180ml/9fl oz soy sauce
7 tablespoons mirin
2 tablespoons caster sugar
6 chicken thighs
2 Japanese negi or small leeks (alternate with pieces of chicken on one skewer)
12 small fresh shiitake mushrooms (skewer alone)
225g/8oz chicken livers
4 small green peppers (thin skinned if available)
Bamboo skewers (18cm/7in long) soaked in water
First make the dipping sauce: mix the ingredients together in a small saucepan and bring to the boil to dissolve the sugar and get rid of the alcohol. Take off the heat and put into a tall, narrow jug, the correct size to dip a small bamboo skewer in.
Prepare the ingredients to be grilled. Cut the chicken thigh into bite-size pieces, about 2cm (3Å½4in). You can remove the skin and grill the pieces separately or leave it on. Cut the leek into 2cm (3Å½4in) slices. Wipe the mushrooms and cut off the stems. In a colander, pour boiling water over the livers to eliminate odour, then plunge into cold water and drain. Wash and de-seed the peppers and cut into bite-size pieces.
Thread the ingredients on to the skewers: about five small pieces of chicken on one skewer; three pieces of chicken alternated with two pieces of leek on another; and three shiitake on a third. Put green peppers on another, and the liver separately. The items are mostly cooked separately because the grilling times will vary for each ingredient.
Grill either over charcoal or under a grill for about five minutes (depending on ingredient and size) until 80 per cent cooked. Dip into the sauce and return to the grill for about three minutes more, until the chicken is just cooked through. You may have to test the first one to get the timing correct - you don't want to serve underdone chicken, but nor do you want it dried out or blackened. A little charring is fine. Dip once more into the sauce before serving, and allow any excess to drip back into the pot. Although most delicious hot, these can be eaten at room temperature.
Nasu no Soramame ae
Deep-fried aubergine with fresh broad beans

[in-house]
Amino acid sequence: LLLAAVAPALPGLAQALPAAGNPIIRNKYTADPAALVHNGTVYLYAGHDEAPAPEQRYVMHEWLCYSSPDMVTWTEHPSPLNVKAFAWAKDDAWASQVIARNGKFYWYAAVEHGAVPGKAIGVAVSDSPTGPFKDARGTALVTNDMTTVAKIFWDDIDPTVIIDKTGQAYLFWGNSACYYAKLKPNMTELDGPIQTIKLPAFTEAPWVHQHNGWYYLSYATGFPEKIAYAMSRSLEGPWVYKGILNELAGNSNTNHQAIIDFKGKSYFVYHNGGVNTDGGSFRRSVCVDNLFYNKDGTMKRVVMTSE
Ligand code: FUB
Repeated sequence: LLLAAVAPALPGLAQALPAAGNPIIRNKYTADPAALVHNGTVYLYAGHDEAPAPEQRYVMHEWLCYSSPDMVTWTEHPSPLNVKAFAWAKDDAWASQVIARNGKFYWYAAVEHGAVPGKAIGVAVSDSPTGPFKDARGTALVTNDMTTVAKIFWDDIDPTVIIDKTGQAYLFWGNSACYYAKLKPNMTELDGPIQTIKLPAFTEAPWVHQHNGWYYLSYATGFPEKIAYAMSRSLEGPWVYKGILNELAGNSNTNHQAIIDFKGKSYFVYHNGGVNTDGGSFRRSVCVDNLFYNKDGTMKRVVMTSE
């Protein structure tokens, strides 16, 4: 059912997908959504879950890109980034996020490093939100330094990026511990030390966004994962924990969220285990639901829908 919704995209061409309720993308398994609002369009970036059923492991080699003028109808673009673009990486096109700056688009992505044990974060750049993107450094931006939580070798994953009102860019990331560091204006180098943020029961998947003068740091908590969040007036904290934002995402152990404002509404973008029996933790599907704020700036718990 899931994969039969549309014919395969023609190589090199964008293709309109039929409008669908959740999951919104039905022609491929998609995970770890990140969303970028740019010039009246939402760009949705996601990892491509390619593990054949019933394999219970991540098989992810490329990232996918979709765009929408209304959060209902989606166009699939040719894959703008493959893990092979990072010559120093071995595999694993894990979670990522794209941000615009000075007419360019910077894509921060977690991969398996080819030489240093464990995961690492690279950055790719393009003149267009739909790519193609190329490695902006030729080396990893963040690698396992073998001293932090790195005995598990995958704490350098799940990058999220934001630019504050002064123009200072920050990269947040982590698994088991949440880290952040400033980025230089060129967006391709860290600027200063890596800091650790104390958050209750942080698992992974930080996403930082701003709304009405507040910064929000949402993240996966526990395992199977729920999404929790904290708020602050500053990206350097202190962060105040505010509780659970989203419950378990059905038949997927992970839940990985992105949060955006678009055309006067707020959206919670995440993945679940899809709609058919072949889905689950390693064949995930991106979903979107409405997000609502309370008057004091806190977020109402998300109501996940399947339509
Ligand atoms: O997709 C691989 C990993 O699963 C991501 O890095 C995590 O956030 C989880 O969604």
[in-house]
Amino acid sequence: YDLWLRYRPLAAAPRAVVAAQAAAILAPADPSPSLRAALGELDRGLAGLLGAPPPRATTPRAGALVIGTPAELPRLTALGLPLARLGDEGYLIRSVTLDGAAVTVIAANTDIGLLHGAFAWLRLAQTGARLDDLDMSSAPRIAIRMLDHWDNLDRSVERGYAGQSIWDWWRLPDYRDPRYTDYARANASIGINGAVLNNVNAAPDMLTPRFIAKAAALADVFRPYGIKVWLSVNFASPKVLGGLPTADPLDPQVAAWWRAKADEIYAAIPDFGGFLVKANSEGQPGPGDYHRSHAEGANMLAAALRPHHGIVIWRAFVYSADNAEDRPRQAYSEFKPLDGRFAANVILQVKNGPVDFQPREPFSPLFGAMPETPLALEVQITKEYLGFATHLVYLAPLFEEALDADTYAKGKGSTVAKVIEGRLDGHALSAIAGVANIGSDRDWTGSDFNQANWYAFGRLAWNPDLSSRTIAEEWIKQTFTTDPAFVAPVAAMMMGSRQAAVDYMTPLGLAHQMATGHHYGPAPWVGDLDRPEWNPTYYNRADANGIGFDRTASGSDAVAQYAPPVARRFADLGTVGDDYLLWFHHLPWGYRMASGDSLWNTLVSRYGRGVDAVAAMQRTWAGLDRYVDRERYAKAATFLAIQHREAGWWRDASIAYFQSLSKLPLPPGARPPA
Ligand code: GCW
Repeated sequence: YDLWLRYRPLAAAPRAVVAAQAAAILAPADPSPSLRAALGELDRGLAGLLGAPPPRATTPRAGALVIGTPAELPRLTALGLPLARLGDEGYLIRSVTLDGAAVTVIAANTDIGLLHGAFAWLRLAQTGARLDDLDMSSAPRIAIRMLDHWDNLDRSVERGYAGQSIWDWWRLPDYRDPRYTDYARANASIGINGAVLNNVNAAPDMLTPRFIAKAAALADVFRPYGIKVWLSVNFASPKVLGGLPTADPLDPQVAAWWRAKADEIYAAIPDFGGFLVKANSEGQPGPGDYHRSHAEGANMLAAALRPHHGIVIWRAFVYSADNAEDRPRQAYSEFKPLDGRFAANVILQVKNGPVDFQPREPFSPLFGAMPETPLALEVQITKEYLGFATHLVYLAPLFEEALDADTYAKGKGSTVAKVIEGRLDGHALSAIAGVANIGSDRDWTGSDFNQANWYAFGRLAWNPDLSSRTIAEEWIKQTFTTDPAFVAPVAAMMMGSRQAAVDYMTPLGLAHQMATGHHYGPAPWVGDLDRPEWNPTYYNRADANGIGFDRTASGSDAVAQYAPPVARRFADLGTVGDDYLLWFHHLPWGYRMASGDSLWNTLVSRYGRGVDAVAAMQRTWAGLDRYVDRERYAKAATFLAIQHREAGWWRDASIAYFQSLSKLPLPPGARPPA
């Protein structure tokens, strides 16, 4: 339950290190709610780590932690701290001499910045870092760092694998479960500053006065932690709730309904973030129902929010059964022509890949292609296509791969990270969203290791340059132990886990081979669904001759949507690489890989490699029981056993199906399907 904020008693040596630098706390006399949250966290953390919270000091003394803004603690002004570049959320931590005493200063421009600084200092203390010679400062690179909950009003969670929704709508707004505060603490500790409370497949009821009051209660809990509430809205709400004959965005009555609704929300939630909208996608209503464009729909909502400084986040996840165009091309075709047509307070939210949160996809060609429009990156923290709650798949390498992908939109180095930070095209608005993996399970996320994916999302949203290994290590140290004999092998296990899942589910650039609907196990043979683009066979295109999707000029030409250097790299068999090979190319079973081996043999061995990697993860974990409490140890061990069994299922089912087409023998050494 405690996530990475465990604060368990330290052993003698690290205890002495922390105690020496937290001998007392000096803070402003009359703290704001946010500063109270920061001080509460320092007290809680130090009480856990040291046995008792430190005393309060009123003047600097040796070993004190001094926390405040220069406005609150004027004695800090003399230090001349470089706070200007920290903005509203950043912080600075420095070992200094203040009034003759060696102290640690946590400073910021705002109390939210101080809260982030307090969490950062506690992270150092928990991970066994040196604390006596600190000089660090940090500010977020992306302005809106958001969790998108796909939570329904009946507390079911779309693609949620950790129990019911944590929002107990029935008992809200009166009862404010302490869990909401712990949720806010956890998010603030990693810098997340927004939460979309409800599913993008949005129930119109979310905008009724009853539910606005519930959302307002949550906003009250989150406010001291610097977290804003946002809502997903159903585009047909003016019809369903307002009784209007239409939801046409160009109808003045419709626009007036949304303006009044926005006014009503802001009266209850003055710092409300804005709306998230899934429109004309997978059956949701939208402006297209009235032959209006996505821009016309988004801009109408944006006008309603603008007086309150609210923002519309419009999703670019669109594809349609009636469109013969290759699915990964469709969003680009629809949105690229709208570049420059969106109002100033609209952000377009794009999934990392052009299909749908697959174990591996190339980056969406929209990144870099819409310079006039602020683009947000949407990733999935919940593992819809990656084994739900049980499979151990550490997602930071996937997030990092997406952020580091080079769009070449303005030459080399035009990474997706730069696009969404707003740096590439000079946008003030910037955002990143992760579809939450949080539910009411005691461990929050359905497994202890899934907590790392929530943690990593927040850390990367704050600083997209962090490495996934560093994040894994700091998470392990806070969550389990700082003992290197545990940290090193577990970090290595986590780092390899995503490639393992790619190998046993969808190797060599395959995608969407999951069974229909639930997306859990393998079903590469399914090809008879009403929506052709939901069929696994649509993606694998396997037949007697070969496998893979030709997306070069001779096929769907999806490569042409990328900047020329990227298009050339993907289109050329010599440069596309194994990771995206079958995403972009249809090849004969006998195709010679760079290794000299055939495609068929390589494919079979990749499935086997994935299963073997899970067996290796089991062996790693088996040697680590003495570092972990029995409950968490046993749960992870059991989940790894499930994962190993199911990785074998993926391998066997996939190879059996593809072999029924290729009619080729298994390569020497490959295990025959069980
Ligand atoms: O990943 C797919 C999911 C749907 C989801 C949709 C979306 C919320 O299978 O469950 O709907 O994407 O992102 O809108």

This is a dish for early summer, when broad beans appear in the markets. In Japan they are not sold in their pods as they are in Britain, but shelled. The cooked beans are pressed one by one out of their skins, and the pulp is mashed.Try to use small aubergines as they are fried skin side down to reduce the absorption of oil and if you fry large areas of cut flesh the dish will be too greasy.
36 large broad beans
2 teaspoons mirin
Vegetable oil for deep frying
4 small aubergines (or 2 larger ones) stalks removed, and cut in half, lengthwise
Cook the beans in lightly salted boiling water, for about five minutes until tender. Drain and rinse in cold water. Make a little nick at the top of each bean and squeeze the pulp out into a grinding bowl. Discard the skins. Crush with a pestle (or fork). Mix in the mirin and salt. The mash should be slightly lumpy, not too smooth. Now you need to fry the aubergines. Heat the vegetable oil to 340F/170C on a medium heat. Place the aubergines skin side down and fry for about three minutes (longer if using bigger ones), until they begin to soften. Turn over and fry for a further minute, flesh side down, until just soft all the way through.
Drain on kitchen paper. Cut diagonally into 2cm (3Å½4in) slices. Combine carefully with the mashed beans, and serve in individual dishes, as a side dish. This could also make an interesting starter in a Western meal.Reuse content